OWINGS MILLS, Md. -- Phil Mickelson never has been shy about sharing his opinion, particularly when it comes to the USGA, golf's governing body, and he decided to tweak his old foil yet again on Friday, going on Twitter and ripping the organization based on speculation it plans to limit the length of drivers to 46 inches.
"Word is USGA is soon rolling back driver length to 46 inches," Mickelson wrote. "This is PATHETIC. 1st it promotes a shorter more violent swing (injury prone,) doesn't allow for length of arc to create speed, and during our 1st golf boom in 40 years, our amateur gov body keeps trying to make it less fun."
Word is USGA is soon rolling back driver length to 46inches.This is PATHETIC.1st it promotes a shorter more violent swing (injury prone,) doesn't allow for length of arc to create speed,and during our 1st golf boom in 40 years,our amateur gov body keeps trying to make it less fun— Phil Mickelson (@PhilMickelson) August 27, 2021
Mickelson, who uses a 47-inch driver, has grown fond of using Twitter over the past several years to crack jokes, tweak other players, promote partnerships and speak directly to fans in a candid, unfiltered manner. He has been open about the fact that he sometimes uses the app just to combat boredom and amuse himself. But on Friday, for reasons unknown, he turned the cannons on the USGA, calling the organization "amateurs" and declaring that "logic isn't their strong suit" in a series of replies.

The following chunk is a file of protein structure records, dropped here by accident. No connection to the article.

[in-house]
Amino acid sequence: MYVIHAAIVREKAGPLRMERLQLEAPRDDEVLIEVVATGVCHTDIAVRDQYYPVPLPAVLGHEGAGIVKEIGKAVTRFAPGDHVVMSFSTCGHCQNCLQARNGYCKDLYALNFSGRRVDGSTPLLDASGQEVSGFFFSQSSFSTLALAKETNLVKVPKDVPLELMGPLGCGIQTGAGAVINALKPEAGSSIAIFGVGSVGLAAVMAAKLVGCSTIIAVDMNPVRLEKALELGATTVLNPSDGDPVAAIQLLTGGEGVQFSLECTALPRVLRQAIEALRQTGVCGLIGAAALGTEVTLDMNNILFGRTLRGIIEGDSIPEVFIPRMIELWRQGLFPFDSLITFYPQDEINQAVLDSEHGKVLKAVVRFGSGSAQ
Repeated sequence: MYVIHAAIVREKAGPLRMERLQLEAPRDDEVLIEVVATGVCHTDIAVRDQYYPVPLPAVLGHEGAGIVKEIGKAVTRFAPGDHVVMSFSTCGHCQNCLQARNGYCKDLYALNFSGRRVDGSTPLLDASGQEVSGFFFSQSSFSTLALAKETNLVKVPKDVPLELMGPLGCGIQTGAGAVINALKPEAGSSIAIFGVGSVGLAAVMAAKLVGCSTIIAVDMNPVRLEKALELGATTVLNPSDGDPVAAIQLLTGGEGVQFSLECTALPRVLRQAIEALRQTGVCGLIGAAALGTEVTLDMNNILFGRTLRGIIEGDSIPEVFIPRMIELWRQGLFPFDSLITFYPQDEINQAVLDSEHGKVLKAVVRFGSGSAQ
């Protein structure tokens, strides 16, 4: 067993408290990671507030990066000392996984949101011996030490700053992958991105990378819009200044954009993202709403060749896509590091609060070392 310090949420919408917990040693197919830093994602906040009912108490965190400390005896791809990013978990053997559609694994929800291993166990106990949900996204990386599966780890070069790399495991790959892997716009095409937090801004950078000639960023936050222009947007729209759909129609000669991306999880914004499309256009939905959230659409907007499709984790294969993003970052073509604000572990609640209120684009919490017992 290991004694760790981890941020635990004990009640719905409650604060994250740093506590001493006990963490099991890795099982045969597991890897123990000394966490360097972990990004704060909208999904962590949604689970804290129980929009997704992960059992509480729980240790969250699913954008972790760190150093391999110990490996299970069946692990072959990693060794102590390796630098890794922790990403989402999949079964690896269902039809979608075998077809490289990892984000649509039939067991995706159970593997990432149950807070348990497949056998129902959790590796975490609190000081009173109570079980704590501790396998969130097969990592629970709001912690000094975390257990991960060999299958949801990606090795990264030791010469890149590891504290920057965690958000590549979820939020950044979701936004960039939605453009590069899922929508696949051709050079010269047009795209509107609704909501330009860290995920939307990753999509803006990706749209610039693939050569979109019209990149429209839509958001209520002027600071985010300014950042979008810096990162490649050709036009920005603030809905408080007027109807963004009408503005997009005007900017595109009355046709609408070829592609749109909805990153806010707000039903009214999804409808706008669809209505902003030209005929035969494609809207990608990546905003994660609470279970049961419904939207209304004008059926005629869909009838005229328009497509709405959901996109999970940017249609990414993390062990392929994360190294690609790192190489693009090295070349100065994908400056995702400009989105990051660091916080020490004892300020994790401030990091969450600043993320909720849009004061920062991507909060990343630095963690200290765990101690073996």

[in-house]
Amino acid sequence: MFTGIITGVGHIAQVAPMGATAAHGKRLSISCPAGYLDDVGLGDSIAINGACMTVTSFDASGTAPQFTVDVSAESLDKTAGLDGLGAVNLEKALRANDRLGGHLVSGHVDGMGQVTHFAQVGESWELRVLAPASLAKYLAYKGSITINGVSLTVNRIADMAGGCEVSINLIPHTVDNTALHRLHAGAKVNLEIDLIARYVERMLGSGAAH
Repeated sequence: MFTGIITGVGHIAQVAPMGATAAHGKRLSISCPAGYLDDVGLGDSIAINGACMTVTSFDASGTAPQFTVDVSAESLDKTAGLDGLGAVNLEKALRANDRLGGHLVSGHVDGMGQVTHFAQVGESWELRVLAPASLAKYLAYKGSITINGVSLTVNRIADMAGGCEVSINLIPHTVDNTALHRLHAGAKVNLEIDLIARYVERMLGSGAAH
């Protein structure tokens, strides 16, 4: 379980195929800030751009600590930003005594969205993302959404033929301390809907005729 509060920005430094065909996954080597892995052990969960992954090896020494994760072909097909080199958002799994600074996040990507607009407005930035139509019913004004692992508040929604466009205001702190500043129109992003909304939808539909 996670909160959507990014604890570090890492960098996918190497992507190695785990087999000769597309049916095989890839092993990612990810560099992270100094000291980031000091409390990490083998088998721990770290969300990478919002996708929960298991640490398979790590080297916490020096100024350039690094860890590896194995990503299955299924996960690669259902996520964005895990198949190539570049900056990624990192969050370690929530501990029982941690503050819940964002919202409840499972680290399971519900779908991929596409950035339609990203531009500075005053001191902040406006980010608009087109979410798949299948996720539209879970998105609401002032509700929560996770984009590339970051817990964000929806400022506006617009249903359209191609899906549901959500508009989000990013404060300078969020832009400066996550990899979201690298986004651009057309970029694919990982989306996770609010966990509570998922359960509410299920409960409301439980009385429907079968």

The USGA said it will not issue a statement in response to Mickelson's tweets.
Mickelson, 51, became the oldest major winner in history this season, capturing the PGA Championship on the Ocean Course at Kiawah Island in May, the sixth major of his Hall of Fame career.
But his complicated relationship with the USGA has been one of the most indelible aspects of his career. He has finished second at the U.S. Open six times, most recently in 2013, and criticized the organization countless times along the way, including during the final round at Merion in 2013, seeking out Mike Davis to rip the setup of the third hole.
Mickelson also found himself in the middle of a storm of his own creation at the 2018 U.S. Open at Shinnecock when he slapped a moving ball as it was running off the 13th green. The USGA considered disqualifying him, but ultimately assessed him a 2-stroke penalty.